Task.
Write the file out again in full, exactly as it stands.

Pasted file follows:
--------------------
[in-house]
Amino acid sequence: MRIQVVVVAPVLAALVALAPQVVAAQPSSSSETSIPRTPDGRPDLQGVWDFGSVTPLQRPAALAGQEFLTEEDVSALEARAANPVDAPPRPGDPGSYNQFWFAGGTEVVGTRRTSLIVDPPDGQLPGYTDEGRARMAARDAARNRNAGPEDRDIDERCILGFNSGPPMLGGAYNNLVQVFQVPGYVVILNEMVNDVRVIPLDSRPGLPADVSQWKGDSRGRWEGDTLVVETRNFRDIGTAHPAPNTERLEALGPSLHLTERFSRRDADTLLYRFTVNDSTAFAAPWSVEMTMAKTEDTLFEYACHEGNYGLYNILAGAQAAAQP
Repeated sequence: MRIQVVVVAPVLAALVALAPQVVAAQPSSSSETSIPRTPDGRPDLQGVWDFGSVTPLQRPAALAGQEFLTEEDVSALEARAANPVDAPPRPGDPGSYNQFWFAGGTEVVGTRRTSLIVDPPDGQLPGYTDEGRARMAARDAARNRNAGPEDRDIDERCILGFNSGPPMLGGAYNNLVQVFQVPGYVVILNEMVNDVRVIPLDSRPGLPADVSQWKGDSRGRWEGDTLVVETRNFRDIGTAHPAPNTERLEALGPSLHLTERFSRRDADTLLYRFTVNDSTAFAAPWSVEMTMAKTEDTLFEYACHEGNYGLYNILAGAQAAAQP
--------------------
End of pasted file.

[in-house]
Amino acid sequence: MRIQVVVVAPVLAALVALAPQVVAAQPSSSSETSIPRTPDGRPDLQGVWDFGSVTPLQRPAALAGQEFLTEEDVSALEARAANPVDAPPRPGDPGSYNQFWFAGGTEVVGTRRTSLIVDPPDGQLPGYTDEGRARMAARDAARNRNAGPEDRDIDERCILGFNSGPPMLGGAYNNLVQVFQVPGYVVILNEMVNDVRVIPLDSRPGLPADVSQWKGDSRGRWEGDTLVVETRNFRDIGTAHPAPNTERLEALGPSLHLTERFSRRDADTLLYRFTVNDSTAFAAPWSVEMTMAKTEDTLFEYACHEGNYGLYNILAGAQAAAQP
Repeated sequence: MRIQVVVVAPVLAALVALAPQVVAAQPSSSSETSIPRTPDGRPDLQGVWDFGSVTPLQRPAALAGQEFLTEEDVSALEARAANPVDAPPRPGDPGSYNQFWFAGGTEVVGTRRTSLIVDPPDGQLPGYTDEGRARMAARDAARNRNAGPEDRDIDERCILGFNSGPPMLGGAYNNLVQVFQVPGYVVILNEMVNDVRVIPLDSRPGLPADVSQWKGDSRGRWEGDTLVVETRNFRDIGTAHPAPNTERLEALGPSLHLTERFSRRDADTLLYRFTVNDSTAFAAPWSVEMTMAKTEDTLFEYACHEGNYGLYNILAGAQAAAQP